The Irish 17 October Committee is pleased to invite the media and public to gather at the Human Rights and Poverty Stone near the famine statues on Custom House Quay on Monday 17th October 2022 from 11 am to 12.30 pm in order to mark the United Nations International Day for the Eradication of Poverty. The gathering will include testimonies based on lived experiences of poverty and socio- economic discrimination, speeches, a creative common gesture, music and songs.
The International Day for the Eradication of Poverty was first marked at a major public rally held on 17 October 1987 in Paris, where one hundred thousand people from all backgrounds responded to a call from Father Joseph Wresinski, founder of All Together in Dignity – ATD Fourth World, to gather at the Plaza of Liberties and Human Rights. On this day, a declaration was engraved on a Commemorative Stone, proclaiming that extreme poverty is a violation of human rights and affirming the need for all people to unite to ensure that these rights are respected. In 1992, the United Nations recognised the 17 October as the International Day for the Eradication of Poverty. Since then, governments, local authorities, members of civil society and the private sector have recognized the importance of this International Day, which has become a key rallying point for a growing number of citizens and organizations from all backgrounds, in the fight to eradicate extreme poverty. The National Irish 17 October Committee is made up of activists and groups in local communities, teachers, home school liaison officers and members of organisations. The work of the Irish 17 October Committee is regularly supported by the Department of Social Protection and its Public Awareness Funding to promote awareness of the UN International Day for the Eradication of Poverty.
The International 17 October Committee in discussions with the United Nations in New York has chosen as the global theme for this year’s UN End Poverty day “Dignity for all in Practice: the commitments we make together for social justice, peace and the planet”. The Irish theme for this year’s International Day for the Eradication of Poverty has been condensed by the national 17 October Committee to “Respecting the Dignity of all Humanity: End Persistent Poverty”. The national Committee felt it was necessary to include ‘end persistent poverty’ into the Irish theme as those who are struggling daily in extreme poverty, who can be described as living in ‘persistent poverty’, must remain the core focus of this day as it is those people who are most often made to feel as though they are living without dignity.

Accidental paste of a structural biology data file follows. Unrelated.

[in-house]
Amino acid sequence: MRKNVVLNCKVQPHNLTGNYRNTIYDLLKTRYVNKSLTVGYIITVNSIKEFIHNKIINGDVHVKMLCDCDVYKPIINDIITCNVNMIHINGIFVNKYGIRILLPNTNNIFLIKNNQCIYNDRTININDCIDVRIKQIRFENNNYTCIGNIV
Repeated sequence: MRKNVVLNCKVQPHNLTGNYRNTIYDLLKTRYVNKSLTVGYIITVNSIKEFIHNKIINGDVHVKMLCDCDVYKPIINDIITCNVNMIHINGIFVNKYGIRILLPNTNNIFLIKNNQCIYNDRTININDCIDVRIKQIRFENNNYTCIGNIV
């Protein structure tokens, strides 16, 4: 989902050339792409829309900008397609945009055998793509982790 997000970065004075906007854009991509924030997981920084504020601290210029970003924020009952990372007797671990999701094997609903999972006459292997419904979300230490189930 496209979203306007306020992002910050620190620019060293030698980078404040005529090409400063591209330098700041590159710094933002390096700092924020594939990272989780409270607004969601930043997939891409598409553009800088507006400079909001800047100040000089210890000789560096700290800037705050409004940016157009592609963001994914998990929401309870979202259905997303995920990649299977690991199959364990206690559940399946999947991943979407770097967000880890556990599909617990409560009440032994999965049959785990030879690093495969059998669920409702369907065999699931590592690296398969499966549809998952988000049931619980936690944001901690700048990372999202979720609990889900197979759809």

The International 17 October committee state how dignity is a fundamental right and constitutes the basis of all other fundamental rights. However, they urge a recognition that dignity is not something that is given, rather all people have dignity within them, and that it is crucial for this dignity (as well as the intelligence, capacity and humanity of all people) to be respected. They state that dignity and respect should be considered two sides of the same coin rather than separate. Further, in order to allow those who have been marginalized to feel respected and be aware of their own enormous potential, effort should be made to create a world that focuses on empowering and uplifting others rather than one which stigmatizes, silences and punishes.
The Committee is making reference to the #addthe10th campaign in this year’s theme. This campaign seeks to have socio-economic status recognised as the tenth ground of discrimination in Ireland’s equality legislation. To do so would mark an important step in showing greater respect to those excluded daily because of their socio- economic status. They claim that respecting the dignity of all people no matter their social background is vital to creating a more equal, harmonious and vibrant world for all.
Lord Mayor of Dublin Caroline Conroy who will be speaking at the event, said,
“I am very pleased to be speaking at the 17 October this year. This event is important in promoting dialogue and understanding between people living in poverty and their communities and society at large”.